The Woman Who Smashed Codes: Jason Fagone on Writing

Originally Published on September 30th, 2017

Jason Fagone’s new book, The Woman Who Smashed Codes: A True Story of Love, Spies, and the Unlikely Heroine Who Outwitted America’s Enemies, tells the remarkable story of Elizebeth Smith Friedman, a Quaker poet who taught herself to be a codebreaker. She was married to William Friedman, considered the godfather of the NSA. She first started solving codes to break up liquor and heroin rings back in the 1920s and became briefly famous after testifying against gangsters of the era, but then faded from public view. Over three years, Jason dug into US and UK archives archives and discovered that Elizebeth trained and led a group of codebreakers for the FBI that “wrecked the Nazi spy rings.” J. Edgar Hoover never gave Elizebeth and the team the appropriate recognition and their work was classified for years, until now.

I met Jason when he came out to West Chester Story Slam in 2015 with Chris McDougall, and Jason has become one of my favorite people to follow on Twitter (@jfagone). Jason is also the author of a book about competitive eating, appropriately titled Horsemen of the Esophagus. He has written for the New Yorker, The New York Times Magazine, Philadelphia Magazine, and The Atlantic, among others. I also just realized he has an occasional podcast called Kill Fee, which I have just subscribed to.

I wanted to ask Jason about how he came to write The Woman Who Smashed Codes.

Jim: How did you first hear about Elizabeth Smith Friedman?

Jason: In 2014, after the Edward Snowden story broke, I started reading about the NSA. I didn’t know much about the NSA or where it came from, and whenever you read about the history of the NSA, you come across the name William Friedman — he’s considered to be the godfather of the agency, the one who started it all, 100 years ago, during World War I. He was a talented biology professor who abandoned that career to become a codebreaker. And in reading about William, I saw that his wife, Elizebeth, was also a codebreaker — two codebreakers, married to each other! I thought that was unusual and interesting, and I wanted to know more, particularly about Elizebeth, but I couldn’t find a biography of her. So I started digging.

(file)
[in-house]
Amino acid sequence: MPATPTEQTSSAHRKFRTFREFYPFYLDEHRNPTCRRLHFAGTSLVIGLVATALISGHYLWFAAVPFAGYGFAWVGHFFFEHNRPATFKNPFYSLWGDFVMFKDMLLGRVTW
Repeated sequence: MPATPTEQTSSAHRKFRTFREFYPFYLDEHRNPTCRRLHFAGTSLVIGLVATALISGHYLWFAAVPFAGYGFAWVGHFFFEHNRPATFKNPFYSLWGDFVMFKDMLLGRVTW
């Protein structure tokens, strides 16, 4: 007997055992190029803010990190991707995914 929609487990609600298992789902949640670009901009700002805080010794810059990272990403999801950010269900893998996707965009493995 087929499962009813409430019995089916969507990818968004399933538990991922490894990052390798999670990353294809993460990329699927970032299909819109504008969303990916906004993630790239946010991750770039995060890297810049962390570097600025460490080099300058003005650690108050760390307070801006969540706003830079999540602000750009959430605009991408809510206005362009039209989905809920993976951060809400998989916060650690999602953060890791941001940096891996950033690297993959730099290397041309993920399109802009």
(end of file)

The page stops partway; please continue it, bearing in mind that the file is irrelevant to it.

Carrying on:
Jim: Can you recall the key moment when you realized you had the material for a book?

Jason: I knew within hours of reading Elizebeth’s letters for the first time. Before she died in 1980, she donated 22 boxes of personal files to a private library in Lexington, Virginia, the George C. Marshall Foundation, and any researcher can walk into the library there and request to see her files, and that’s what I did. And I realized pretty quickly that I was looking at pieces of an incredible and untold American story. She left behind thousands of documents about her fight against smugglers and gangsters during the 1920s and 1930s, including her original code worksheets written in pencil. She left her earliest love letters to William during World War I, some of which were written in snippets of code and cipher.

I ended up staying at the library for about two weeks and going through all 22 boxes in a systematic way. By the end, I just thought, holy shit, I have to try to tell this tale, to do justice to what’s here. I knew it was a story about America’s first great woman codebreaker, a pioneer who was famous in her day but is now forgotten. But because Elizebeth was so crucial to the history and evolution of multiple U.S. intelligence agencies, it was also a story about the birth and growth of American intelligence itself.

Jim: What’s a piece of advice you can give to nonfiction writers? Perhaps something you learned while researching and writing this book?

Jason: Sometimes the things you don’t find are just as important as the things you do. There was a gap in Elizebeth’s archive, a hole where World War II was supposed to be. I couldn’t find any documents from 1939 to 1945. The rest of her life was so well documented, but not the war period, so, I had to wonder, what was she doing in World War Two? And that question launched me on a search to locate her war files, which I ultimately found in the National Archives in College Park, Maryland, and which made it possible for me to tell that part of her story — she spent the war hunting Nazis. Particularly, Nazi spies.

Jim: Thanks Jason!

The Woman Who Smashed Codes is available at your local bookstore and is also on Amazon.


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